B--- the truly "open" sessions in nyc vary and include a couple of very beginner/intermediate sessions. at the beginner/intermediate-ish ones, it would be like the prior poster said---depends on what the person was doing with the book. if all they were doing was thumbing through it to remind themselves of titles for when it was their turn to start something, i can't see what the problem would be at one of these do's. but perhaps that is not what the person was doing....... <_<

Edited by ceemonster, 14 January 2012 - 12:30 AM.


#10 david_boveri

david_boveri

    Heavyweight Boxer

  • Members
  • PipPipPipPipPip
  • 1059 posts
  • Location:chicago, illinois, usa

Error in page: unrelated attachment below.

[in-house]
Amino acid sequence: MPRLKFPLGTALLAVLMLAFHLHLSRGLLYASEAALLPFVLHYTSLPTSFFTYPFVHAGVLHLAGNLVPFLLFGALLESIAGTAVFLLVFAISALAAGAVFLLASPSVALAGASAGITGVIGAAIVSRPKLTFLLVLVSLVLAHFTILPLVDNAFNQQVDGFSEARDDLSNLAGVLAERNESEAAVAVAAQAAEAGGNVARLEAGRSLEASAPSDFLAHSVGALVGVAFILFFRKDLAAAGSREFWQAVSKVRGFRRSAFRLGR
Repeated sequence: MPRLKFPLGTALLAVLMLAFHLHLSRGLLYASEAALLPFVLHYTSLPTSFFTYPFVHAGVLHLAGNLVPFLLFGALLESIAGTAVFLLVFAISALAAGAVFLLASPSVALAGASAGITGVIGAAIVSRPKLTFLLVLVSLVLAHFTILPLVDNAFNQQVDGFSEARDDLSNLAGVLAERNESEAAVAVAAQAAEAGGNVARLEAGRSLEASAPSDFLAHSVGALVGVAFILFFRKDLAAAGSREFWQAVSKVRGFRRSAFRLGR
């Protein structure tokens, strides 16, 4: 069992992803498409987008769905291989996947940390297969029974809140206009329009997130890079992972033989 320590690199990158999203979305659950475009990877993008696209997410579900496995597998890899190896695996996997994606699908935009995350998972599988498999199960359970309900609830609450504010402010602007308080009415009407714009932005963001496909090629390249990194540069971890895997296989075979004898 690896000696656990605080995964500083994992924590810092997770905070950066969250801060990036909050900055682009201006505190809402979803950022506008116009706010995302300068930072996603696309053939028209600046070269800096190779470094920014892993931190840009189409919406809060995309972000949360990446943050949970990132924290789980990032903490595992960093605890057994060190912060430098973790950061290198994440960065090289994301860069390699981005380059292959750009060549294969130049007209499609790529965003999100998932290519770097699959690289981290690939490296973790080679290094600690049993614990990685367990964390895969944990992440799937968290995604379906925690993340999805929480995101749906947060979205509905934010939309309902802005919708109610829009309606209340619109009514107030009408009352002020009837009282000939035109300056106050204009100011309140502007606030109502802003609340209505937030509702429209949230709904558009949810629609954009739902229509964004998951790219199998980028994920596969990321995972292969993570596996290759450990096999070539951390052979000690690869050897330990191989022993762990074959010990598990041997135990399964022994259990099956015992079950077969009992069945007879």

Posted 14 January 2012 - 02:14 AM

tunebooks are fine at home. leave them there. most of us session players learned most of our tunes at sessions by ear, with the rest of the tunes coming by ear at home. i am a fluent site reader, so sometimes i may pop open the dots when i'm going through a tune at home, especially the first time through.

as ken pointed out, you can't really have fun at a session with a tunebook. as for ceemonster's "type a" sessions, i think any session is only as open as the the level of playing in it. i play at sessions with mics all the time and let me tell you... you wouldn't WANT to sit with us if you couldn't keep up! i myself have played many a wrong note on stage, but the fact that i always do my best to blend and take the back seat means that i have always been welcomed and always had fun.

if you brought sheet music to a session that was mic'ed, you'd be asked to stop because you're embarrassing yourself. not us... at pub sessions you are still embarrassing yourself, but nobody is watching and you're not on stage.